Feature Article

January 16, 2014

How Big Might "Use Wi-Fi First" Mobile Market Grow?

It remains to be seen how much impact Scratch Wireless or Republic Wireless will have in the “use Wi-Fi first” segment of the mobile communications business, or how much traction

FreedomPop might get in the low-cost Internet access and mobile phone business.

Compared to strategic challenges a decade ago, much might be different. Not only is Wi-Fi much more widespread, in both private and public settings, but much of the actual “Internet data consumption” already occurs in public and private Wi-Fi zones.

In other words, both the supply and the demand for Wi-Fi connections are qualitatively different. People know how to use Wi-Fi hotspots, especially when consuming Internet content.

By some estimates, at least 66 percent of all Internet activity on smartphones is conducted over a Wi-Fi connection.

That illustrates a change in the use of the mobile device, which now is a multi-purpose device. Sometimes it is used for voice, sometimes for texting and sometimes as a content consumption device.

And that arguably creates a new and more-compelling value proposition for services that are “lower cost” because they rely heavily on Wi-Fi for bandwidth-intensive Internet content consumption activities while using the bandwidth-efficient voice and texting features of mobile networks.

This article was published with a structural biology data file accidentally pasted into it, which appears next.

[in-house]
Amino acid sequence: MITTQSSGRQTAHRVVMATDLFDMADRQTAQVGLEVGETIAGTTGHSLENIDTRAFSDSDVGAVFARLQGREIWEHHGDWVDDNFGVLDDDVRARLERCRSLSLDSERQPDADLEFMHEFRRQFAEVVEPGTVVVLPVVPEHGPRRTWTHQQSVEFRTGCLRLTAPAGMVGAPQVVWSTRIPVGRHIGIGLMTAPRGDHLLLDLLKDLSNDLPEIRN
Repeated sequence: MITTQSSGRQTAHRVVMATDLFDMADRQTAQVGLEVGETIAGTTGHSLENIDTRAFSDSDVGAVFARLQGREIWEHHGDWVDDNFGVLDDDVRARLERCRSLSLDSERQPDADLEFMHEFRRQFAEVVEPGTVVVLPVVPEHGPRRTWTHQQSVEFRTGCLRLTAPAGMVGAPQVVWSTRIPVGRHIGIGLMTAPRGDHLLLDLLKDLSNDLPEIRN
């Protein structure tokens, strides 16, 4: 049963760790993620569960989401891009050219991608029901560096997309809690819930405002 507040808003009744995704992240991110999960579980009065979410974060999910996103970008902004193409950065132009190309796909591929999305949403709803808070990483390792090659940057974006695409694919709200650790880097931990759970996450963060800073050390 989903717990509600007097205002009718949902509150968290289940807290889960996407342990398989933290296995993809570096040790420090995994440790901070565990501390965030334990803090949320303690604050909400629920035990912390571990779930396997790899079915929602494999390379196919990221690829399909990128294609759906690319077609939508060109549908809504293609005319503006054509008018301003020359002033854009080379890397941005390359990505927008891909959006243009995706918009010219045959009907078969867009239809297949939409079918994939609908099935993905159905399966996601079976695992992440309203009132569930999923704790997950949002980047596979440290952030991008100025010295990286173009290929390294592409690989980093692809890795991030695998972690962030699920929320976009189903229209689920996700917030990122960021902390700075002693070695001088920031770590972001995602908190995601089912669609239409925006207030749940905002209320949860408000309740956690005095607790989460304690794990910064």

That allows both Scratch Wireless and Republic Wireless to create traction by relying first on Wi-Fi connections, and then defaulting to mobile network access only when it is not possible to get a Wi-Fi signal, offering lower prices to their customers.

Ignore for the moment that such commercial efforts suffer from some of the same “go to market” issues as do prepaid specialists: the handset selection necessarily will be limited, and distribution has to rely on “Internet” fulfillment and marketing.

Basically, that means Scratch Wireless and Republic Wireless will, to a great extent, not be able to sell to market segments that value particular devices, such as the Apple iPhone. One might therefore suppose that both service providers will compete with other prepaid providers, not so much the postpaid national carriers.

But that part of the market is growing, and might reach $26 billion in 2014. How much of that is addressable by the “use Wi-Fi first” providers and FreedomPoP is the issue.

Edited by Blaise McNamee

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